Engine Failure Ruled Out In Helicopter Crash That Killed Kobe Bryant, His Daughter, and Seven Others

Investigators have been working hard to determine what caused Kobe Bryant’s personal helicopter to crash on January 26th, claiming the life of Kobe, as well as his 13-year-old daughter Gianna and seven others on board.

On Friday, investigators officially ruled out engine failure as the cause of the crash. However, a witness who saw the crash reported seeing the area “surrounded by mist,” when the chopper began to travel fast, descending and starting to roll to the left.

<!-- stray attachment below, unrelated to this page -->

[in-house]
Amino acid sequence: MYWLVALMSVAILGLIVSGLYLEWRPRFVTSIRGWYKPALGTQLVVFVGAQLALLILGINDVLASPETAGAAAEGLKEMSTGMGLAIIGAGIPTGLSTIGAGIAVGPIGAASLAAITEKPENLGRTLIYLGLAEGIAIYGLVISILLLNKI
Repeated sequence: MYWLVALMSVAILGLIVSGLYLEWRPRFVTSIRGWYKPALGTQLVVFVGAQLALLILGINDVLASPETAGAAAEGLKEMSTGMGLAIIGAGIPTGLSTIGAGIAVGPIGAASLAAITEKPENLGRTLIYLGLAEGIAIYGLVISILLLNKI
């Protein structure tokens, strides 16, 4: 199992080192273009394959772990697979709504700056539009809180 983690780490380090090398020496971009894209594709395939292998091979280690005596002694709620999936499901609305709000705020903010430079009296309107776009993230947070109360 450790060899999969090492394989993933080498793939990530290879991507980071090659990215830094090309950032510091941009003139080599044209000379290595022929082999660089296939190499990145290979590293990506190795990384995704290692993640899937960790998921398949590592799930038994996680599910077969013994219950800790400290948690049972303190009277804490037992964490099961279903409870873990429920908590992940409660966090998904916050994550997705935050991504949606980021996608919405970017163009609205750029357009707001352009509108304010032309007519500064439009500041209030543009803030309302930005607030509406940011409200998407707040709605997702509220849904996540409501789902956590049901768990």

“It started to roll to the left such that he caught a glimpse of its belly,” the report says. “He observed it for 1 to 2 seconds, before it impacted terrain about 50 feet below his position,” the report recounted the witness’s statement.

The aircraft was discovered to have two engines that burned in the aftermath, giving no indication that they burned mid-air.

“Viewable sections of the engines showed no evidence of an uncontained or catastrophic internal failure,” the investigative update reported.

The fateful flight took off from John Wayne Airport in Santa Ana, headed to Camarillo Airport in Ventura County, where all on board were headed to Kobe’s Mamba Sports Academy. Air traffic controllers report that pilot Ara Zobayan told them “he was climbing above cloud layers” before the aircraft crashed moments later.

Rob Pelinka For Kobe

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